As the USA celebrates Thanksgiving, I want to reflect on gratitude. It is a vast subject, so I will limit my comments to four matters which stimulate my thankfulness this year.
LOVE I am thankful for love. Not only the love I have received but the love I see so many others extending to ones they love. It is, as the song of my youth declared, a many-splendored thing. It overcomes almost every adversary.
The opposite of love is not hate. It is indifference.
So my prayer of gratitude this Thanksgiving is that we stay in love with each other no matter the obstacles.
ART I am thankful for art. I am grateful for those who transform daily endeavors into expressions of such kindness, joy, and hope that the beauty of everything that surrounds them blooms. I am thankful as well for the creativity of children, which is universal until it is stifled. And for the prodigious talent of those whose art is the epitome of cultural value at the moment.
The opposite of art is not ugliness. It is indifference.
So my prayer of gratitude this Thanksgiving is that music, color, and sensations of profundity infuse us.
FAITH I am thankful for faith. I am grateful for the way faith serves as a center-pole upon which to attach and criticize our understandings and aspirations. I am particularly thankful for diversity of faith as expressed in religions and ecstacy.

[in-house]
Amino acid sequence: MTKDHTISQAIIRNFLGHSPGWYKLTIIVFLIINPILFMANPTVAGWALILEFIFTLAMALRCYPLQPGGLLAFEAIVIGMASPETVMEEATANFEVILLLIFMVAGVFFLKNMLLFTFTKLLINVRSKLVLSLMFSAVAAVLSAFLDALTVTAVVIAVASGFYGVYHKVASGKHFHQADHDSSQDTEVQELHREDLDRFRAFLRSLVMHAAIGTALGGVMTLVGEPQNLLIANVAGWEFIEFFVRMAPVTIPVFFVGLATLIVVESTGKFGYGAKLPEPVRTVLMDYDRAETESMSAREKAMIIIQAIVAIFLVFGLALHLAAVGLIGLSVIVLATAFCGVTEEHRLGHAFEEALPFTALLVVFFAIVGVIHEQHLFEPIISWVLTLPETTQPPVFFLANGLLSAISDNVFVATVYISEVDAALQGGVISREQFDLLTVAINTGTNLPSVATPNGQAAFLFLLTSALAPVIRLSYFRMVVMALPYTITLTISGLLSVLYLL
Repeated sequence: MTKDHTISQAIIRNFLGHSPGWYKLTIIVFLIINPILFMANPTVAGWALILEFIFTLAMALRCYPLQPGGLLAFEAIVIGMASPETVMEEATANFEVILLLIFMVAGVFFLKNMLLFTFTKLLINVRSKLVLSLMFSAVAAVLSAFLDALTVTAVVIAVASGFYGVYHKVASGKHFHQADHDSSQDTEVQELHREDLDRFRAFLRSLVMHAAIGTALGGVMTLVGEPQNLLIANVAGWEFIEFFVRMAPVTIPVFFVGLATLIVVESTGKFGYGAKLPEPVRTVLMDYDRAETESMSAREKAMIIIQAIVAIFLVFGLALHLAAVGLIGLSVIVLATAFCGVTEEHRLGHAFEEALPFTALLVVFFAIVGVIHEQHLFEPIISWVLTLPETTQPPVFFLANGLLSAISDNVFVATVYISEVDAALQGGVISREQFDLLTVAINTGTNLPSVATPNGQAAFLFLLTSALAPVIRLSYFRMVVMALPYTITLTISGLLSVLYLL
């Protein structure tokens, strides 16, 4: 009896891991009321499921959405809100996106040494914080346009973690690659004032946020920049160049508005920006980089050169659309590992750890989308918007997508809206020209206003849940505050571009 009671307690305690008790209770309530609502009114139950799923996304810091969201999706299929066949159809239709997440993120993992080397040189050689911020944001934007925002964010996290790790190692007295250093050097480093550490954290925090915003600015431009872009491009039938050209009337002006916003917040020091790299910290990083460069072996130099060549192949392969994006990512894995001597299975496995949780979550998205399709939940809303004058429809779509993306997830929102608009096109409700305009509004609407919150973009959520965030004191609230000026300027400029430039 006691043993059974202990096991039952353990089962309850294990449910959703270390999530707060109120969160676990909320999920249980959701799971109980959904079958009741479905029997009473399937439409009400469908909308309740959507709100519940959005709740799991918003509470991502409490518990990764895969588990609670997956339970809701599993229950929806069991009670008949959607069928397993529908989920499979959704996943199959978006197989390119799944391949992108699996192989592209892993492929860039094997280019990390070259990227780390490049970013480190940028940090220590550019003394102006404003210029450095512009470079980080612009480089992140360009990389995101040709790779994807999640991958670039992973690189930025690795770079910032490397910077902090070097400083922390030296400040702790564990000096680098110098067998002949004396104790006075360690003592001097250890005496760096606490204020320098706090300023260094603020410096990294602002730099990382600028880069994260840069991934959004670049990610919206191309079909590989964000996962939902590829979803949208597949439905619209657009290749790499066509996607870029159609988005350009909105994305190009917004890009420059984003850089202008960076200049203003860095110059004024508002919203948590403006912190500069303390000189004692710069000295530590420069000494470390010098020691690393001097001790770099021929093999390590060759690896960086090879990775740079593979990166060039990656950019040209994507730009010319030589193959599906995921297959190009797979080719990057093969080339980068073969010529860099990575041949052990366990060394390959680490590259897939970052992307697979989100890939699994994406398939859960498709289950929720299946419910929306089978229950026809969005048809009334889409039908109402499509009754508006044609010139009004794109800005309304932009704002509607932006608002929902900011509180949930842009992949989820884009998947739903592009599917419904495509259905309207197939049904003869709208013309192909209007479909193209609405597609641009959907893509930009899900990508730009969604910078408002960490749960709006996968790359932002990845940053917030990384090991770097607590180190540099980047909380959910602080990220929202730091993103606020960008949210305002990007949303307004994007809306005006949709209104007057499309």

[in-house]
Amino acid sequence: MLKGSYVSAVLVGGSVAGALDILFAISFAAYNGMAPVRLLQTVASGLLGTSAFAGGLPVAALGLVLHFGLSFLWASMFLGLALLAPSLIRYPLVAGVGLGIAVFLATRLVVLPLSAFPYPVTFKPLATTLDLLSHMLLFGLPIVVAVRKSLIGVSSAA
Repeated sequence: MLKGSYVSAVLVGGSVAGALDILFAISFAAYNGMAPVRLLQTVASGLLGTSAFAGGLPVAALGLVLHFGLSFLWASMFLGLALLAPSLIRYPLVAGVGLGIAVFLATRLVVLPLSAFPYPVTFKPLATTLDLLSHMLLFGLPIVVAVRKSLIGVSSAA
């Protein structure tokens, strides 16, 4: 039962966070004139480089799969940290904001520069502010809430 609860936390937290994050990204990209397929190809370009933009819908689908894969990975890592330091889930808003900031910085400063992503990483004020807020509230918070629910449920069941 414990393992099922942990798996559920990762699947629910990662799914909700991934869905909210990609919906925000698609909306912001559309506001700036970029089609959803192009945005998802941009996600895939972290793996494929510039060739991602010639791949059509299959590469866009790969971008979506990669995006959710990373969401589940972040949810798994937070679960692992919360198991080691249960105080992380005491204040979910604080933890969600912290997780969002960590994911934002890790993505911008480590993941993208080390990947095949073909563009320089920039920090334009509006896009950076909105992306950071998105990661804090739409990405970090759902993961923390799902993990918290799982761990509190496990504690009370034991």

The opposite of faith is not heresy. It is indifference.
So my prayer of gratitude this Thanksgiving is that optimistic hope will prevail so that divinity may be recognized when it is encountered.
LIFE I am thankful for life. I am grateful for the opportunity to experience bonding and letting go, stability and change, past and future (without which the present is vapid). I am unspeakably grateful for others who share life in myriad ways. We exist as we coexist. Life is so powerful that our most common view of heaven or life beyond death is reunion with those we loved.
The opposite of life is not death. It is indifference.
So my prayer of gratitude this Thanksgiving is that we expand our concern for every human and sensient being and for the environment that supports us. And I am grateful for you of whom I am thinking and remembering this Thanksgiving.
[And for Elie Wiesel whose memorable quote on indifference appeared in US News and World Report, Oct 27, 1986.]
Image source: Forbes.com
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Rev. Dr. Kenneth Dobson posts his weekly reflections on this blog.